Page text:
• Adults have much more extensive medical histories; they have been around longer and have been exposed to many more illnesses and diseases than younger children. This means that a nurse treating an adult patient usually has a lot more information to consider.

• Adults don’t just have longer medical histories; they are also more likely to already be prescribed a variety of medications that can interfere with treatments that you want to give them.

In general, children do not present as such complex cases and you have many more options when deciding how to treat them. However, there is a whole range of separate considerations that you need to factor in when you are treating pediatric patients. For example, pediatric patients will require different dosages of many common medicines, and some medicines are entirely unsuitable for pediatric patients except in extreme cases. There is also a difference between NCLEX requirements per state.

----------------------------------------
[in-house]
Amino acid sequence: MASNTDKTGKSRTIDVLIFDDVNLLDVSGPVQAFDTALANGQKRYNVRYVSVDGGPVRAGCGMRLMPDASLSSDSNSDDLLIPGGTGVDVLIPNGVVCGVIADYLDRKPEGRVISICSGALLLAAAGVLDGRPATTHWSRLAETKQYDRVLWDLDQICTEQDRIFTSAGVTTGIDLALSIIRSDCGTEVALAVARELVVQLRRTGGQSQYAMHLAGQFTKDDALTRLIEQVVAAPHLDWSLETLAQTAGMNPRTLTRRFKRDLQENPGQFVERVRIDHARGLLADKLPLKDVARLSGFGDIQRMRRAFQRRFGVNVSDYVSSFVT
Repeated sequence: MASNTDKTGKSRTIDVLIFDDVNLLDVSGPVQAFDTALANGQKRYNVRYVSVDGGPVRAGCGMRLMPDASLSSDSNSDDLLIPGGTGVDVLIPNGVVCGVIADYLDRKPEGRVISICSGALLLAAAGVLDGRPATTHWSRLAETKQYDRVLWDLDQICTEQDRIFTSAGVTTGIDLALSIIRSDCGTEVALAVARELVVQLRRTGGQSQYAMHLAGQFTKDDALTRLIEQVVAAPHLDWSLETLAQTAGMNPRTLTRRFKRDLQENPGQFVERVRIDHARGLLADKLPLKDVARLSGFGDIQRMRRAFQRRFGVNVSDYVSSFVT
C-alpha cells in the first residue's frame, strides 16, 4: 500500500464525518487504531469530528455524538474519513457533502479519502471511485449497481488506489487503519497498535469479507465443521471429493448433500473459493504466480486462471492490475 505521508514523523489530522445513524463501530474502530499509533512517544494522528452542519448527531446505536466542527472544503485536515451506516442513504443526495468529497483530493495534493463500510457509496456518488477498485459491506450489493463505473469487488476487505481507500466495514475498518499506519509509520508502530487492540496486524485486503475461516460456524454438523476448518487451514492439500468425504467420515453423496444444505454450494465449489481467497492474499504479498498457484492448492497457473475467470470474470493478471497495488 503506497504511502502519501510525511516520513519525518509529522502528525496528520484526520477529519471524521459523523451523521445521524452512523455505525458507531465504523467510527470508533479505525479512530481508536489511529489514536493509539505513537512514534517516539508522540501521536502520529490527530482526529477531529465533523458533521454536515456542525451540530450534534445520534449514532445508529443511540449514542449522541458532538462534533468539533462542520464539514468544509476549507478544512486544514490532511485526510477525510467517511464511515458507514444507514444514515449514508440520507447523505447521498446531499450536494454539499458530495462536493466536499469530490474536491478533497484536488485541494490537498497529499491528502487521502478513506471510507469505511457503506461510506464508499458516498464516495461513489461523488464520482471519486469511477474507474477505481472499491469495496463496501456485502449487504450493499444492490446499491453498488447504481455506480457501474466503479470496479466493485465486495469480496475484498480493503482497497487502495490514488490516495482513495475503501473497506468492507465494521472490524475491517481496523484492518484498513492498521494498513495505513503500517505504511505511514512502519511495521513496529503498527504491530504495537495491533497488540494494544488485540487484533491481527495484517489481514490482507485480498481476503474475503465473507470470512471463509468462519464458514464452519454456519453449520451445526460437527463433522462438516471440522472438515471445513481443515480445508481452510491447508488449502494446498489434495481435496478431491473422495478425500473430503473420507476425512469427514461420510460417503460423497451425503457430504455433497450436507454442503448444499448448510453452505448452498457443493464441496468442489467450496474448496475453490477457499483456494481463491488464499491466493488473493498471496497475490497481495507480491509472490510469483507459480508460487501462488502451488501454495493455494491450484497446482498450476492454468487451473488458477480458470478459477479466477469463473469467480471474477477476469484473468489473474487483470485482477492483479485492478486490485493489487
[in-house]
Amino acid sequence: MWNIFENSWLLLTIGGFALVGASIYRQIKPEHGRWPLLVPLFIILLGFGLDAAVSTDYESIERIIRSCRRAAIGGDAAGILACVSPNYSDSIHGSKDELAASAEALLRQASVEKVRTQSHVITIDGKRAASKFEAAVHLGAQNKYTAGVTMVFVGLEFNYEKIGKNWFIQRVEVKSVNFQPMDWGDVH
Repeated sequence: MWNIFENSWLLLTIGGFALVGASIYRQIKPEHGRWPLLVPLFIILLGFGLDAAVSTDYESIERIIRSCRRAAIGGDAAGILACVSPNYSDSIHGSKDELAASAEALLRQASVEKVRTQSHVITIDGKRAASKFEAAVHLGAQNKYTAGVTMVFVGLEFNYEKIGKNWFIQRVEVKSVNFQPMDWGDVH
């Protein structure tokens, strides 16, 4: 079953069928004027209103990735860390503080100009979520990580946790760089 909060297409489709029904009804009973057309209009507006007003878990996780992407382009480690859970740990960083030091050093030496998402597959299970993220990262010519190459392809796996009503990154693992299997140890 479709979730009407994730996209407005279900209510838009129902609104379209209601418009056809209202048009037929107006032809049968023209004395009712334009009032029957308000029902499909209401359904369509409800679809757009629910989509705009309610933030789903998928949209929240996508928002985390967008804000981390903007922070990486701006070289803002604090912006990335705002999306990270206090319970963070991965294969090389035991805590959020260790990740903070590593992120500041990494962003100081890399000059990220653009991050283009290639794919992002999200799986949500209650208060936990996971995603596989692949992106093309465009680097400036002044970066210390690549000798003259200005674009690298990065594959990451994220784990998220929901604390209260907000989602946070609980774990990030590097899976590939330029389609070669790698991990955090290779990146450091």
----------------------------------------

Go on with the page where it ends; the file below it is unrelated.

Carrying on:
Training and Studying

The training for working as a nurse of any type begins in the same way; you will need to start by earning your registered nursing degree (RN) and working through the ranks until you get the opportunity to specialize in a specific field. In order to earn higher-level nursing degrees, you will need to complete your qualification while also working in a hospital or healthcare setting. You can enroll with a local university to complete your training; in which case, they can arrange a placement for you if you are not already working in a suitable environment.